I suppose I always thought that was a reference to You burning things up, Lord. But there is this other part of consuming that has to do with eating, with ingesting. This word, “akal” is also used in Ezekiel 3:1 where You tell Ezekiel, “Son of man, eat what you find, eat this roll, and go speak unto the house of Israel.” You didn’t say take a bite. You said eat this whole scroll. Taste if fully. Then go do what it says. But let’s keep going. What did Ezekiel do? “So I opened my mouth, and He fed me this scroll. He said to me, ‘Son of man, feed your stomach and fill your body with this scroll which I am giving you.’ Then I ate it, and it was sweet as honey in my mouth.” Maybe that’s what happens when I choose to sing in the midst of pain and suffering. Maybe singing isn’t a suggestion but an imperative. Maybe I must sing. Maybe I must sing, Lord, so that I can taste and experience Your sweetness in my mouth. Maybe I must sing so that You can fill my stomach and my body with Your sweetness.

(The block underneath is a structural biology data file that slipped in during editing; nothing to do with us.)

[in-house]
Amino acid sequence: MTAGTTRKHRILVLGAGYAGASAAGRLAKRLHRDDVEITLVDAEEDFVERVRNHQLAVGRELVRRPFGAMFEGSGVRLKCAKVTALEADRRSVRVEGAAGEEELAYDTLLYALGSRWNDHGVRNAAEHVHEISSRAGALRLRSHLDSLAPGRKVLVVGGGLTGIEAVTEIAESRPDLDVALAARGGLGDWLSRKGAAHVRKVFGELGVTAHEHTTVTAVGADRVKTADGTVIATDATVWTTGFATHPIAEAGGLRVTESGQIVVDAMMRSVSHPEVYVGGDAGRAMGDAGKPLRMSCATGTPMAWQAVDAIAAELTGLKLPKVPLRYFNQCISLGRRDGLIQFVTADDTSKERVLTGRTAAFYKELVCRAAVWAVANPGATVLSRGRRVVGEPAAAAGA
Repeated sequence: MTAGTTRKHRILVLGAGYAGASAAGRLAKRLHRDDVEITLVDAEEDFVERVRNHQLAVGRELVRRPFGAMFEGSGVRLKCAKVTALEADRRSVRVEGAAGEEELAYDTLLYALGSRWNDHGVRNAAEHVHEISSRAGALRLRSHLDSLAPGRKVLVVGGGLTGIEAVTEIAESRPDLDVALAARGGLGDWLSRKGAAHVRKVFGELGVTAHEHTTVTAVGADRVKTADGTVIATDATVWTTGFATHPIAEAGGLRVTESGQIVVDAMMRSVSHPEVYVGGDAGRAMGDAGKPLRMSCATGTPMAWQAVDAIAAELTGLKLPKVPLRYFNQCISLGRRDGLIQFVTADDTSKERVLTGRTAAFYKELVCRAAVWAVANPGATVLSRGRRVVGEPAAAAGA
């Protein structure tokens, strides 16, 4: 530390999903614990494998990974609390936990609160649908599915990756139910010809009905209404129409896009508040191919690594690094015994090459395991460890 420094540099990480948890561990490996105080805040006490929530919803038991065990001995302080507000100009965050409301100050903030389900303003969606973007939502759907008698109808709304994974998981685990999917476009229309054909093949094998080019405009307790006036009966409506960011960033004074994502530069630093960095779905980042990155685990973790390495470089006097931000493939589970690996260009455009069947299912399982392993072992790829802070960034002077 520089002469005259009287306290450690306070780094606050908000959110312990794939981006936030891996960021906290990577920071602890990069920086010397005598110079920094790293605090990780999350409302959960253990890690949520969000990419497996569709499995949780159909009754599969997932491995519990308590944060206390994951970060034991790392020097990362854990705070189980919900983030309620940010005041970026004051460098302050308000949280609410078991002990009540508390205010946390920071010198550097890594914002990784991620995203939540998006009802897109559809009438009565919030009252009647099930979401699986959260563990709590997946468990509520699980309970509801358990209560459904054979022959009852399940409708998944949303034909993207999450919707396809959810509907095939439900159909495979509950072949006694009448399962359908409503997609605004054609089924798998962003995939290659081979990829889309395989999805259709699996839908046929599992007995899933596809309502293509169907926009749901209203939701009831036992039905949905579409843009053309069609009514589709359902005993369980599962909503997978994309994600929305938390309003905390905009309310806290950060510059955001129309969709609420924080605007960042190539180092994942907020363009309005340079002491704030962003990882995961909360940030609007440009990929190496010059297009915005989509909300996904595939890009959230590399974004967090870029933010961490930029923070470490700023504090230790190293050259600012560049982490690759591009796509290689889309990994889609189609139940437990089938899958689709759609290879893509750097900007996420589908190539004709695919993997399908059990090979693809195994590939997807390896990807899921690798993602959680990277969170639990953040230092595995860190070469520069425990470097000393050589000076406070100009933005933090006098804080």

Lord, no matter how deep the pain, give me a song. And let me not hold that song in my heart. Let me sing, even if the words squeak when they come out because I cry as I sing. Let me sing, even if I fall to my knees and don’t know what to say. Give me a song. Even if it’s someone else’s song. Just give me a song from You because You never stop singing. Even the angels before Your throne continually sing praises to You. Who am I to not sing? Don’t let me lose that beautiful flavor of You. And don’t let me neglect to share that beautiful flavor of You with those who would hear my singing. Because maybe my song will give them words to sing, and lift them above their pain and sorrow. Lord, just give the songs we need to sing. And sing with us. I can’t wait to see what You do.